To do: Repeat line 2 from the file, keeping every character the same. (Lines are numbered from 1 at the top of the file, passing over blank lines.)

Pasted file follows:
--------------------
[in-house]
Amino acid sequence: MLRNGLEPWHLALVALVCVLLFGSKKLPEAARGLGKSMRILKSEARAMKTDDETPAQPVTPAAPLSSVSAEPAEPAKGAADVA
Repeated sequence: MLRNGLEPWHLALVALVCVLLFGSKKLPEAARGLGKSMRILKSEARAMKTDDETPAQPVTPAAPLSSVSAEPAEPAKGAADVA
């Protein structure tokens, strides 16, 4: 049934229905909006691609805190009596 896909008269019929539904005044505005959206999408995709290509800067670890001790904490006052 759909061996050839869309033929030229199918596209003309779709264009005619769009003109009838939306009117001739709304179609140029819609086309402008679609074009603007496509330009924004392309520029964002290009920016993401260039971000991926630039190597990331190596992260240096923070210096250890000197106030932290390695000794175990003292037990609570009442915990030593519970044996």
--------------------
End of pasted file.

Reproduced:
Amino acid sequence: MLRNGLEPWHLALVALVCVLLFGSKKLPEAARGLGKSMRILKSEARAMKTDDETPAQPVTPAAPLSSVSAEPAEPAKGAADVA